Employees commonly misclassified as independent contractors

You may have heard that rideshare company Uber has a history of misclassifying their drivers as independent contractors rather than employees. It turns out that many other companies do the same thing, causing many workplace disputes between workers and their employers. When a worker is misclassified as an independent contractor, they may not receive the wages and benefits, nor the protections, they are entitled to.

Difference between employee and independent contractor

Generally, differentiating between employees and independent contractors requires one to consider the company’s control of the worker and the services the worker provides. Deciding how to classify a worker in California will be based on the concept of whether the employer has the ‘right of control’ over the worker. Various factors will be considered including:

  • Whether the worker is supervised while working
  • Whether the employer can terminate the worker at any time
  • Whether the worker can quit at any time
  • Whether the worker’s work is a key part of the normal business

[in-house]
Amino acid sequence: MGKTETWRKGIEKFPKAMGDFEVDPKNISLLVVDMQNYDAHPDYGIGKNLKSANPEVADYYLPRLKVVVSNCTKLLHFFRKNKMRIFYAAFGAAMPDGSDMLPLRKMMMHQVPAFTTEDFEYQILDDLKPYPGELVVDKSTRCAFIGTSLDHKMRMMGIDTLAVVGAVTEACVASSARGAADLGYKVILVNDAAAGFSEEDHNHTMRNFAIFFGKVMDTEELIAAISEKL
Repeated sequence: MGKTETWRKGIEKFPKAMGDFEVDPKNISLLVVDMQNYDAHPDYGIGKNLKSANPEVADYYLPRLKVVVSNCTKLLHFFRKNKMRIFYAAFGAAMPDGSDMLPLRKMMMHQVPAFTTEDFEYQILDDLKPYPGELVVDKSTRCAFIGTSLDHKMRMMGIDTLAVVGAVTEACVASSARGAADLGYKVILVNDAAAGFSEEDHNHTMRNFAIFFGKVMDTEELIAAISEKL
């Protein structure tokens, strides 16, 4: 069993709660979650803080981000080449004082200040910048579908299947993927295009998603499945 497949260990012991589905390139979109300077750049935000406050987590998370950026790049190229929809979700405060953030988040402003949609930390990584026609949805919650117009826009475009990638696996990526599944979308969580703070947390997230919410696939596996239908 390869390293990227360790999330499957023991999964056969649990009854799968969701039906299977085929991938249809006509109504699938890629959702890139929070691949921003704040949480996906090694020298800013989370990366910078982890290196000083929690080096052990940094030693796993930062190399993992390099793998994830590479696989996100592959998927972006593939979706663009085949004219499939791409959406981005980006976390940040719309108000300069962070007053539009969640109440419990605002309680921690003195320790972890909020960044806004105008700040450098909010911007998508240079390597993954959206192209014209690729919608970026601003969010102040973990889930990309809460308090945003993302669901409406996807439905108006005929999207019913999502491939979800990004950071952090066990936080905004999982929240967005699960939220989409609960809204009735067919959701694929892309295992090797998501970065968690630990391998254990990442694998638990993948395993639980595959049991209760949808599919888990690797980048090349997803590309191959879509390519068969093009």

• Whether the worker is able to make business decisions impacting their ability to profit/sustain a loss
  • Whether the worker furnishes their own equipment and tools
  • Whether the work being completed by the worker is the same as work normally done by employees
  • Whether the worker is paid a fixed salary or hourly wage

Typically, a worker is presumed to be an employee unless the employer can show that the worker is free from the employer’s control, performs work that is not part of the employer’s normal business, and has their own business involving the same type of work as they are performing for the employer.

If you have been misclassified as an independent contractor and have not received the pay or benefits you are owed as a result of this job misclassification, you should consider consulting with an employment law attorney in your area as soon as possible.